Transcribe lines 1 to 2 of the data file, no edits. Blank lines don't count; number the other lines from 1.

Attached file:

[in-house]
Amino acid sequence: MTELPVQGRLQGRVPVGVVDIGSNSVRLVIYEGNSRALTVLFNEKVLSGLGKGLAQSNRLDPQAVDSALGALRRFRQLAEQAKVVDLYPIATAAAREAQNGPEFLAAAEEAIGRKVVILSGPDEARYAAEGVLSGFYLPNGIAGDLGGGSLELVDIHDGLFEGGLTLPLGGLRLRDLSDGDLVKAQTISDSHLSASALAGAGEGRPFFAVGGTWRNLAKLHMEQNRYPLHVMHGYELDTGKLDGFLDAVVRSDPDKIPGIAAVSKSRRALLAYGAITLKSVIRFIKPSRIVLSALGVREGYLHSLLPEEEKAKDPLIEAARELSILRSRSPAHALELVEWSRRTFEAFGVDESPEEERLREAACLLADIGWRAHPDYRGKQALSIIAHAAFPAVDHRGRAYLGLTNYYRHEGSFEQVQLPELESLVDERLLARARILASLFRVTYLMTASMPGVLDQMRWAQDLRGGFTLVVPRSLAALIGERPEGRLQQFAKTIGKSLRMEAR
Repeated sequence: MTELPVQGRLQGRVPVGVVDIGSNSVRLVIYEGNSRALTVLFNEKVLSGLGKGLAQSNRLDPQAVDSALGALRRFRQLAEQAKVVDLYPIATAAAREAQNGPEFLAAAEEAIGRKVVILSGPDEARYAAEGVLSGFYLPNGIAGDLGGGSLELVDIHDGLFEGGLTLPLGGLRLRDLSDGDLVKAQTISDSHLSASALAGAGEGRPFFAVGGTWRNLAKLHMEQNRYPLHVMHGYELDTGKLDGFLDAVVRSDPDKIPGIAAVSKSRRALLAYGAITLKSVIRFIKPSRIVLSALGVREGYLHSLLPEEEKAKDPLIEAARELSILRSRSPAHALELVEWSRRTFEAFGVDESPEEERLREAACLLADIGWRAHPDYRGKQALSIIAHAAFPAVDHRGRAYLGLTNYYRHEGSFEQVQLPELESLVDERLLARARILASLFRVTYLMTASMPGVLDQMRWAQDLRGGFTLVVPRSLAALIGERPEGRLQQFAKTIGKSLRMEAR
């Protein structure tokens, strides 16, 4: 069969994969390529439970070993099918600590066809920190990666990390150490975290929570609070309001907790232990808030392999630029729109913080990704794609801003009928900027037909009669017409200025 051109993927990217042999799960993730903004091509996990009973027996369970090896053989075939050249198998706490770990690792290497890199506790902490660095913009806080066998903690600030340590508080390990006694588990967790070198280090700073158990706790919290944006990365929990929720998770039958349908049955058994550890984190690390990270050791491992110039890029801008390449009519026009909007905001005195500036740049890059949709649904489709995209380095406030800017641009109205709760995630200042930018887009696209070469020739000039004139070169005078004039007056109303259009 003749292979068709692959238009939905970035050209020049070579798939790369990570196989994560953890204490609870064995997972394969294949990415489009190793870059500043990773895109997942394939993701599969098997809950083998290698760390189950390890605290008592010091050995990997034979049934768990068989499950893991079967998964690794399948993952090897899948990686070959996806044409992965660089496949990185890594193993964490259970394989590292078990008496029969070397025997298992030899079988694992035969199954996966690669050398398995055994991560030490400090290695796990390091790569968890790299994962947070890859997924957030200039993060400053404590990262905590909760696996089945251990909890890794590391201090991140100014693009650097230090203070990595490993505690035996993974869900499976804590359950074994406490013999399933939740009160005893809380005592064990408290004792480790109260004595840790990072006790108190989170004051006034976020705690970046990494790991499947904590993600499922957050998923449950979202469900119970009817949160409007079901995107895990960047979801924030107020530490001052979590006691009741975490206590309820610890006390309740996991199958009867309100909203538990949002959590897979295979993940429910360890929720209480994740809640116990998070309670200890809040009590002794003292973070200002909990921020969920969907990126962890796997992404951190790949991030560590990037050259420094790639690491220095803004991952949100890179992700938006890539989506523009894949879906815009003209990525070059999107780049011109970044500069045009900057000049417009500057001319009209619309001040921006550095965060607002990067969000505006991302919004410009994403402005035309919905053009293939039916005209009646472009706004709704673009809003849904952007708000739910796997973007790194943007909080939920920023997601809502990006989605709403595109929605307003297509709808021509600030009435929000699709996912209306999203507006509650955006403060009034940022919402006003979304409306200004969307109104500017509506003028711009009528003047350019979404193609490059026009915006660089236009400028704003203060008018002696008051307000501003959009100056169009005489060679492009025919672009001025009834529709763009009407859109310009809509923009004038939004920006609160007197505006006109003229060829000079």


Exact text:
[in-house]
Amino acid sequence: MTELPVQGRLQGRVPVGVVDIGSNSVRLVIYEGNSRALTVLFNEKVLSGLGKGLAQSNRLDPQAVDSALGALRRFRQLAEQAKVVDLYPIATAAAREAQNGPEFLAAAEEAIGRKVVILSGPDEARYAAEGVLSGFYLPNGIAGDLGGGSLELVDIHDGLFEGGLTLPLGGLRLRDLSDGDLVKAQTISDSHLSASALAGAGEGRPFFAVGGTWRNLAKLHMEQNRYPLHVMHGYELDTGKLDGFLDAVVRSDPDKIPGIAAVSKSRRALLAYGAITLKSVIRFIKPSRIVLSALGVREGYLHSLLPEEEKAKDPLIEAARELSILRSRSPAHALELVEWSRRTFEAFGVDESPEEERLREAACLLADIGWRAHPDYRGKQALSIIAHAAFPAVDHRGRAYLGLTNYYRHEGSFEQVQLPELESLVDERLLARARILASLFRVTYLMTASMPGVLDQMRWAQDLRGGFTLVVPRSLAALIGERPEGRLQQFAKTIGKSLRMEAR